Further, as no arbitral tribunal had yet been formed, in practical terms an arbitral decision on the arbitrability issue was several months off into the future. From a “comity” perspective, the intrusion into the province of an international tribunal was far less than if the tribunal had been seized of the case, and had already held a hearing on the jurisdiction question.
The fact that the ICC Rules make arbitrators competent to rule on their own jurisdiction should be of no consequence to a court asked to consider the arbitrability issue, when the arbitrability issue is whether the parties ever made a contract. If they did not, no arbitral tribunal could legitimately claim power to apply the ICC Rules to a dispute. If the arbitral tribunal is the first to adjudicate this arbitrability issue, everything it decides, and all proceedings before that tribunal, have only provisional legitimacy until there is a judicial affirmation of the correctness of the arbitral decision on jurisdiction.
A stay of proceedings would be justified if the matter were ripe for arbitral decision, prompt judicial review of that decision could be had in the courts at the seat of arbitration, and the applicant for judicial relief on the merits would not suffer serious prejudice if required to await those rulings.
It remains to be seen how the ICC Tribunal will respond if the New York court rules that no contract ever existed. The Court’s denial of the motion to compel arbitration would be only an interlocutory order with no necessary binding effect on the arbitral tribunal. Of course the tribunal might elect to adhere to the New York court’s decision under collateral estoppel principles. Or the New York court might possibly accept an invitation to enter an anti-arbitration injunction — an order in personam against the party, directing the party not to pursue the arbitration, that could made into a judgment and enforced by a court at the seat of the arbitration.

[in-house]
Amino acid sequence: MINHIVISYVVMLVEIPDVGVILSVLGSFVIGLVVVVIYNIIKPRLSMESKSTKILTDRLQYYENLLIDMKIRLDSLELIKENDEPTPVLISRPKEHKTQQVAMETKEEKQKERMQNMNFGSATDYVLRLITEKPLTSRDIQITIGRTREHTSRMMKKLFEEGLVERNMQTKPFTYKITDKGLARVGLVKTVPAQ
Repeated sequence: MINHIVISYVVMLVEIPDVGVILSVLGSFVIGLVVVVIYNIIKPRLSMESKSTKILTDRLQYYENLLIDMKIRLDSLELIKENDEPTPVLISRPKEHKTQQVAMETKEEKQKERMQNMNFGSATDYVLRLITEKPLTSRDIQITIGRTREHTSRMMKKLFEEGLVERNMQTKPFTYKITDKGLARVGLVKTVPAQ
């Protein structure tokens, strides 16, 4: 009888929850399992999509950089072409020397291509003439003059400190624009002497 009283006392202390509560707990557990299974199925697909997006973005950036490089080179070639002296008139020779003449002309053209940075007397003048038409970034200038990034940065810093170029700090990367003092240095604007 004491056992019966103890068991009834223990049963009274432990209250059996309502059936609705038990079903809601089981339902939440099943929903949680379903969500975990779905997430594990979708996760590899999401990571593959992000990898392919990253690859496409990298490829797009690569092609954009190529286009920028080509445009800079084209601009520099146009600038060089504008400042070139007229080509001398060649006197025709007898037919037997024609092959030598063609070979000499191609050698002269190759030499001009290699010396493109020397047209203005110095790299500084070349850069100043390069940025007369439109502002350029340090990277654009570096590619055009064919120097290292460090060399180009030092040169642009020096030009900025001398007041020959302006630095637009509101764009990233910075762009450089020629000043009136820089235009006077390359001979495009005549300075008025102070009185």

Notably absent from the Court’s analysis is any discussion of whether an accelerated judicial determination of the arbitrability issue could be obtained from an English court. Indeed there is a provision for such relief in Article 32 of the English Arbitration Act of 1996. It provides that the court may “determine any question as to the substantive jurisdiction of the tribunal.” But it goes on to state that an application shall not be considered unless it is made with the agreement of all parties to the proceedings, or it is made with permission of the tribunal and the court is satisfied that judicial determination will likely produce substantial cost savings and there is otherwise “good reason why the matter should be decided by the court.” This may be the best solution for the New York court — which is scheduled to hold a conference October 27 to set procedure for a trial of the arbitrability issue. Should the court succeed in securing the mutual consent of the parties to submit the issue to an English court on an expedited basis, considerable savings in costs and avoidance of potentially inconsistent outcomes could be achieved.